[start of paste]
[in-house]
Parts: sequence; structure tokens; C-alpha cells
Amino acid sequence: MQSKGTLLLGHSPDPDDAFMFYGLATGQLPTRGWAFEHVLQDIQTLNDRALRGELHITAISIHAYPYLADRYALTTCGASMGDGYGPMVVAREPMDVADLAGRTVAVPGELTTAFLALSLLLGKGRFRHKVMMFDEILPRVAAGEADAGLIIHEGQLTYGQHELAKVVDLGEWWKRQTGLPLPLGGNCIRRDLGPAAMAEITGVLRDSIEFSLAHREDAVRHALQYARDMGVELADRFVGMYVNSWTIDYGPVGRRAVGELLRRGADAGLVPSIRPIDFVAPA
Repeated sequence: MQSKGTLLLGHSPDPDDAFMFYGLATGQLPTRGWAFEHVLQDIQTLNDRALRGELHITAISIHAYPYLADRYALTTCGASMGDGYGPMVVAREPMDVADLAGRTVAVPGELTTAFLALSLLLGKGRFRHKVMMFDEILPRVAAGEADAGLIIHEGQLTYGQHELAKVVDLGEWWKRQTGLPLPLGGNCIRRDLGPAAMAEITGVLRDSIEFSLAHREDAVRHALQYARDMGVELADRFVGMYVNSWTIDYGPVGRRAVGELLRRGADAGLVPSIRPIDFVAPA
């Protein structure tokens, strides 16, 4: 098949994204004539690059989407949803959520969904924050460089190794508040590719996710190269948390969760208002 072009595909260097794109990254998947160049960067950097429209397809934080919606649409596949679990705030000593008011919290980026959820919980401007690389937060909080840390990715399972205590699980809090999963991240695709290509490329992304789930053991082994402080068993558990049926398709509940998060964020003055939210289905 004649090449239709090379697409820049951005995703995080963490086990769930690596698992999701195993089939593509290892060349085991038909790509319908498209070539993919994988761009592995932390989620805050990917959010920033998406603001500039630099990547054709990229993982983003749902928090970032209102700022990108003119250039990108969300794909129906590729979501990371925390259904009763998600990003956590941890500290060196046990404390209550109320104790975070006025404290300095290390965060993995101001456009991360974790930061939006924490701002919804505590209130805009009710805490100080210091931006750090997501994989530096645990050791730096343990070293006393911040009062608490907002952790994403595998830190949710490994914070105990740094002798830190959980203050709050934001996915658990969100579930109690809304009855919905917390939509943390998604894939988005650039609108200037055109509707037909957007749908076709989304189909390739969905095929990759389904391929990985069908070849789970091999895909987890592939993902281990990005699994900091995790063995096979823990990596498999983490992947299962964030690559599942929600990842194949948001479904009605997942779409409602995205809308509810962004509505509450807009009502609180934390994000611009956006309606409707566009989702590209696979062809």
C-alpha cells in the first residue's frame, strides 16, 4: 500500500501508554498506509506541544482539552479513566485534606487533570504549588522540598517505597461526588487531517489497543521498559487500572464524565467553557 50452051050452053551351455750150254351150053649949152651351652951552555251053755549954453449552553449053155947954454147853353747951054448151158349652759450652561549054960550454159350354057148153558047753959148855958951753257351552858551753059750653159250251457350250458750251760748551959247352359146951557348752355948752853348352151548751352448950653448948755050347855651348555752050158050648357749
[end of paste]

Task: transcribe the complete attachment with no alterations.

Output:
[in-house]
Parts: sequence; structure tokens; C-alpha cells
Amino acid sequence: MQSKGTLLLGHSPDPDDAFMFYGLATGQLPTRGWAFEHVLQDIQTLNDRALRGELHITAISIHAYPYLADRYALTTCGASMGDGYGPMVVAREPMDVADLAGRTVAVPGELTTAFLALSLLLGKGRFRHKVMMFDEILPRVAAGEADAGLIIHEGQLTYGQHELAKVVDLGEWWKRQTGLPLPLGGNCIRRDLGPAAMAEITGVLRDSIEFSLAHREDAVRHALQYARDMGVELADRFVGMYVNSWTIDYGPVGRRAVGELLRRGADAGLVPSIRPIDFVAPA
Repeated sequence: MQSKGTLLLGHSPDPDDAFMFYGLATGQLPTRGWAFEHVLQDIQTLNDRALRGELHITAISIHAYPYLADRYALTTCGASMGDGYGPMVVAREPMDVADLAGRTVAVPGELTTAFLALSLLLGKGRFRHKVMMFDEILPRVAAGEADAGLIIHEGQLTYGQHELAKVVDLGEWWKRQTGLPLPLGGNCIRRDLGPAAMAEITGVLRDSIEFSLAHREDAVRHALQYARDMGVELADRFVGMYVNSWTIDYGPVGRRAVGELLRRGADAGLVPSIRPIDFVAPA
């Protein structure tokens, strides 16, 4: 098949994204004539690059989407949803959520969904924050460089190794508040590719996710190269948390969760208002 072009595909260097794109990254998947160049960067950097429209397809934080919606649409596949679990705030000593008011919290980026959820919980401007690389937060909080840390990715399972205590699980809090999963991240695709290509490329992304789930053991082994402080068993558990049926398709509940998060964020003055939210289905 004649090449239709090379697409820049951005995703995080963490086990769930690596698992999701195993089939593509290892060349085991038909790509319908498209070539993919994988761009592995932390989620805050990917959010920033998406603001500039630099990547054709990229993982983003749902928090970032209102700022990108003119250039990108969300794909129906590729979501990371925390259904009763998600990003956590941890500290060196046990404390209550109320104790975070006025404290300095290390965060993995101001456009991360974790930061939006924490701002919804505590209130805009009710805490100080210091931006750090997501994989530096645990050791730096343990070293006393911040009062608490907002952790994403595998830190949710490994914070105990740094002798830190959980203050709050934001996915658990969100579930109690809304009855919905917390939509943390998604894939988005650039609108200037055109509707037909957007749908076709989304189909390739969905095929990759389904391929990985069908070849789970091999895909987890592939993902281990990005699994900091995790063995096979823990990596498999983490992947299962964030690559599942929600990842194949948001479904009605997942779409409602995205809308509810962004509505509450807009009502609180934390994000611009956006309606409707566009989702590209696979062809």
C-alpha cells in the first residue's frame, strides 16, 4: 500500500501508554498506509506541544482539552479513566485534606487533570504549588522540598517505597461526588487531517489497543521498559487500572464524565467553557 50452051050452053551351455750150254351150053649949152651351652951552555251053755549954453449552553449053155947954454147853353747951054448151158349652759450652561549054960550454159350354057148153558047753959148855958951753257351552858551753059750653159250251457350250458750251760748551959247352359146951557348752355948752853348352151548751352448950653448948755050347855651348555752050158050648357749